Michael P. Galvin, Class of 1978
Leading private equity fund manager and former assistant secretary of the U.S. Department of Commerce
Michael Galvin has four decades of experience managing the issues facing global high technology companies. Known for his passion for technology innovation and high ethical standards, he is a former Chairman and Chief Executive Officer of Motorola and previously served under President George H.W. Bush as the Assistant Secretary of the U.S. Department of Commerce for Export Administration. At the Department of Commerce, he worked with the Defense and State Departments to reformulate and renegotiate 45 years of post-Cold War strategic trade policies after the collapse of the Soviet Union and the Warsaw Pact. Earlier in his career, Galvin was a partner in Winston & Strawn’s Chicago office.
Together with his brother, Chris, Galvin founded Harrison Street Real Estate Capital LLC, a real estate acquisition and development company, in 2005 and currently serves as President. He is a Life Trustee of the Illinois Institute of Technology and a member of the IIT Board’s Executive Committee. He also served on the Board’s Strategic Planning and Campaign Planning Committees and is a member of the Chicago-Kent Board of Overseers.
Who was your favorite professor at Chicago-Kent? What was your favorite class?
There were so many favorites. But, Professor Richard Conviser stood out because he was distinctive not only inside, but outside the classroom too. In class, his heat-seeking, take-no-prisoners deployment of the Socratic Method demanded the best of all of us. Outside class, he reached out to all to become an equally effective faculty adviser, professional mentor and even better friend.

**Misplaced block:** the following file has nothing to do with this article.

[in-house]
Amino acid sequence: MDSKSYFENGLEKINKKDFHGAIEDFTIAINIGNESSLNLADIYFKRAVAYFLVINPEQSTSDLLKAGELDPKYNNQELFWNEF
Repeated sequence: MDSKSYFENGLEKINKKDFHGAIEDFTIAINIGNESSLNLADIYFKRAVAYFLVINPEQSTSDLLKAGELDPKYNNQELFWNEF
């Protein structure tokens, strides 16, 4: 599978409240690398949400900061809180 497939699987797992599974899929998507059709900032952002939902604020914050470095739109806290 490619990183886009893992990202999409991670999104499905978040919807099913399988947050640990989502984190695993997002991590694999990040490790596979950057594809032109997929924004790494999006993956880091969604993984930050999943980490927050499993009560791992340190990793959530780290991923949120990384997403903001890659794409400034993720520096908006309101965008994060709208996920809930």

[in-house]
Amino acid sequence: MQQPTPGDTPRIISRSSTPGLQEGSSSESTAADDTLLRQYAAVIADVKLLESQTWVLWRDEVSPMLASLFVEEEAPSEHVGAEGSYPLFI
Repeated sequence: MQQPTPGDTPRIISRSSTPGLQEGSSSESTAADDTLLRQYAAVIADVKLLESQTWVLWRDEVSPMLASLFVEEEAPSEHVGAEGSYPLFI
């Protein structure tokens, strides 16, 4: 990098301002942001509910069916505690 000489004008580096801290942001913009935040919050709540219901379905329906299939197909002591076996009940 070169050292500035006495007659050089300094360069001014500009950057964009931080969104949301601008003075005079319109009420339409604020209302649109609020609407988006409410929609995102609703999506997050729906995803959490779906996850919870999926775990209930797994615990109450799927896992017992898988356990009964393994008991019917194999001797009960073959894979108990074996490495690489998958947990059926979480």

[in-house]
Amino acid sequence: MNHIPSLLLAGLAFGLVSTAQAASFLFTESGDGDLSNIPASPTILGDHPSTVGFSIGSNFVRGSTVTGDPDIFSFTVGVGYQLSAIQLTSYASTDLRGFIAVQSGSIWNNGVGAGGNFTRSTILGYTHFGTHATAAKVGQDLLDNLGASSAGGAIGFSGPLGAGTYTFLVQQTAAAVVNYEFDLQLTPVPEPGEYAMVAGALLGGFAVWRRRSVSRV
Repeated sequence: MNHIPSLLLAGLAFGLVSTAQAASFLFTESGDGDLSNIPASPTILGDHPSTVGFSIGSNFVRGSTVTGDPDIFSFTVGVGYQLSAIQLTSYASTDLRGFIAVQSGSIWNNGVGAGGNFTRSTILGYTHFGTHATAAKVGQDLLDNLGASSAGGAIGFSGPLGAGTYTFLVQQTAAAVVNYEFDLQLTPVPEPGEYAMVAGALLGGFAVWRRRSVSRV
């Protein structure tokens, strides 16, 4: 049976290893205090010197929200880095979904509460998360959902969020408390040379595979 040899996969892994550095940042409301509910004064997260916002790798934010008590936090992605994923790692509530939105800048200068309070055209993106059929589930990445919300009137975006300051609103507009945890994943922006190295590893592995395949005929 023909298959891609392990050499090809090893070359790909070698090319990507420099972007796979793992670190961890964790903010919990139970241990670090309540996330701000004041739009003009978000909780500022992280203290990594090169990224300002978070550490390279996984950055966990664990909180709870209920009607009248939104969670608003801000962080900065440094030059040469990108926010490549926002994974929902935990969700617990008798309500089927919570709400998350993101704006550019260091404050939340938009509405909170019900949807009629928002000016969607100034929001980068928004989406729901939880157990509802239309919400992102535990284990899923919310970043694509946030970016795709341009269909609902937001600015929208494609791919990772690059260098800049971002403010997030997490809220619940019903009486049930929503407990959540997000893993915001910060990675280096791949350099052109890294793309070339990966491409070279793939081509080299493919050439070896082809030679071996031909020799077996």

Describe your career path. What steps did you take to get to where you are currently?
Corporate finance transactions associate (then elected partner) at Winston & Strawn, then US Senate-confirmed Assistant Secretary of Commerce for defense trade, and then (as now) owner/operator of real estate, buyout/build-up, and venture start-up companies as Co-Founder and President of Harrison Street Capital.
Since as a law student I did not have a definitive, sequentially envisioned career path, my philosophy “path” was to stay in productive, energetic, professional and civic motion so that career opportunities would hopefully materialize along the way. And they did. Focus, but remain agile and open to career adjustments and opportunities as they arise.
What was the greatest challenge you have faced in your career? How did you overcome it?
When one of our companies experienced a serious misunderstanding with a government enforcement agency, it took every ounce of legal training, understanding and judgment I had learned at Chicago-Kent and experienced in legal practice to prove that no wrong-doing had actually occurred. I was able to restore our credibility, which endures today.
What would people find most surprising about you?
My biggest passion in life is to take wounded (amputee) warriors snow skiing to help them experience what they can overcome, achieve and look forward to doing in life in their physically challenged state as opposed to sitting around rehab thinking about the life experiences they might no longer be able to enjoy.
Who is your favorite US Supreme Court justice (living or deceased)?
Justice Anton Scalia: Even if you do not agree with his more disciplined less inventive interpretation of the Constitution’s guiding principles, one has to respect that Justice Scalia’s best friend on the Supreme Court is Justice Ruth Bader Ginsburg (among the most liberal Justices with whom he often disagrees)—which represents a level of genuine civility and respect in public service to which all should aspire.